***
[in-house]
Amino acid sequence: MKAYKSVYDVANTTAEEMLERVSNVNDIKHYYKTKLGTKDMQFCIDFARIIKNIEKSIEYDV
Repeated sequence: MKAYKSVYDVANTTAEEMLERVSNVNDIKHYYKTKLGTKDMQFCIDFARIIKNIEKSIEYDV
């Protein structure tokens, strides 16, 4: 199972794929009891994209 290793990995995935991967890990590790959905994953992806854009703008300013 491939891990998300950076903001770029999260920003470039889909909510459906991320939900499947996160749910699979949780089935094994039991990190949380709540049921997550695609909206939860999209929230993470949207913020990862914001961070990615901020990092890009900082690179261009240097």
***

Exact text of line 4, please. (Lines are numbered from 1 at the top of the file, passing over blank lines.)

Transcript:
């Protein structure tokens, strides 16, 4: 199972794929009891994209 290793990995995935991967890990590790959905994953992806854009703008300013 491939891990998300950076903001770029999260920003470039889909909510459906991320939900499947996160749910699979949780089935094994039991990190949380709540049921997550695609909206939860999209929230993470949207913020990862914001961070990615901020990092890009900082690179261009240097």